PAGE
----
From the outset the idea of PiP has been met with mixed responses. Main opposition to the change has tended to come from those businesses that will be impacted the most such as publishers and direct mail. The Periodical Publishers Association, for example, argue that Royal Mail has so far failed to produce any sound cost justification for the changes it proposes to the prices for mailing pre-sorted magazines which do not need to be machined. The direct mail industry has also voiced criticism of the pricing change saying that it will stifle creativity and bring about a downturn in mail volumes. Royal Mail has hit back, however, saying that it believes PiP will encourage better targeting of direct mail.

Confusion
In recent weeks there has also been a spate of concern across the UK from consumers. According to regional newspapers across the country, confusion is rife over the new price structure, with many people not even aware that a change is taking place. Due to the fact that recipients will incur a £1 fine if their post is received with incorrect postage and a journey to the sorting office to collect the offending item, it is anticipated consumers will be flooding Post Offices with enquiries and long queues are expected.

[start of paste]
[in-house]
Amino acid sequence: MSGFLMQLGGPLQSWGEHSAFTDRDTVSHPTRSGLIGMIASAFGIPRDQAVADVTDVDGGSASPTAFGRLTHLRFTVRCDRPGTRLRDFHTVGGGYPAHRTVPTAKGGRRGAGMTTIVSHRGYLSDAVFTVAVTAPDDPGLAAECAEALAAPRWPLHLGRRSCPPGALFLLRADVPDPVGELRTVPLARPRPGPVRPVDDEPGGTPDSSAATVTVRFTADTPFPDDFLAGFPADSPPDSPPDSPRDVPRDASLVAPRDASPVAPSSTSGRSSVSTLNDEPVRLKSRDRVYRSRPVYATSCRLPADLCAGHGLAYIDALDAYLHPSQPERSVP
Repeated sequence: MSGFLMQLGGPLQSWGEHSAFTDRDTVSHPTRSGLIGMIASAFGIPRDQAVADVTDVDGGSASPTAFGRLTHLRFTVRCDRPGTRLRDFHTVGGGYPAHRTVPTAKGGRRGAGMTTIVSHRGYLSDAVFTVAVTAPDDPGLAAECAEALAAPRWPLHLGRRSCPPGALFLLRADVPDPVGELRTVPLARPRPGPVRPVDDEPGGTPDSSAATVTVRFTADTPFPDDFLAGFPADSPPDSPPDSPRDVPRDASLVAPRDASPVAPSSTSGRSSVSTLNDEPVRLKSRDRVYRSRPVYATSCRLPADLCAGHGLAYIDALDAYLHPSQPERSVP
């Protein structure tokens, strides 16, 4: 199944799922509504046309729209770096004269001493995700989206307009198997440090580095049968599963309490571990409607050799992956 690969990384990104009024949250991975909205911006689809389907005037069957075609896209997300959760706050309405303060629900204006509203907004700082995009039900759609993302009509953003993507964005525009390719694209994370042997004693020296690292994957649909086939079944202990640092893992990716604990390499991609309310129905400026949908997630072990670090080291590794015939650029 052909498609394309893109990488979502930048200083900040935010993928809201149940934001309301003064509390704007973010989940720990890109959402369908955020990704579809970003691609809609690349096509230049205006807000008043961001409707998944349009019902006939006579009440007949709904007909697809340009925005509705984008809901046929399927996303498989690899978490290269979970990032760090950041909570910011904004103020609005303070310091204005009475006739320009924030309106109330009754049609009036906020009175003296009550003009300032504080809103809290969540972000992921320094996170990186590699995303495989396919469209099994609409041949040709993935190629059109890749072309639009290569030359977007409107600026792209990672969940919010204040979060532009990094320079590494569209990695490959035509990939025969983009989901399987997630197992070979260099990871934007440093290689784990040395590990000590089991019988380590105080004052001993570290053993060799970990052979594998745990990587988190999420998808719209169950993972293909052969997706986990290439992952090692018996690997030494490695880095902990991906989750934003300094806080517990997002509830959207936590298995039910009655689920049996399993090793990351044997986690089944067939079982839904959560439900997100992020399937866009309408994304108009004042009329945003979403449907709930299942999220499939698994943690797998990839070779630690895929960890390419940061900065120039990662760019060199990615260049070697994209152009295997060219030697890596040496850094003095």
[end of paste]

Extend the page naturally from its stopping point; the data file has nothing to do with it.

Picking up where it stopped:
Royal Mail, however, are trying to communicate that actually the impact of the change in price structure will be felt only by a minority of people. It claims two-thirds of business mail will be unaffected. Whether this is the case remains to be seen post 21st August.

Mailroom impact
Whatever the opinion on PiP is, it is now unavoidable. To prepare for 21st August and beyond, mailrooms need to make sure they are ready and have taken every precaution to minimise the negative impact, if any, and consider what advantages their business can make from PiP.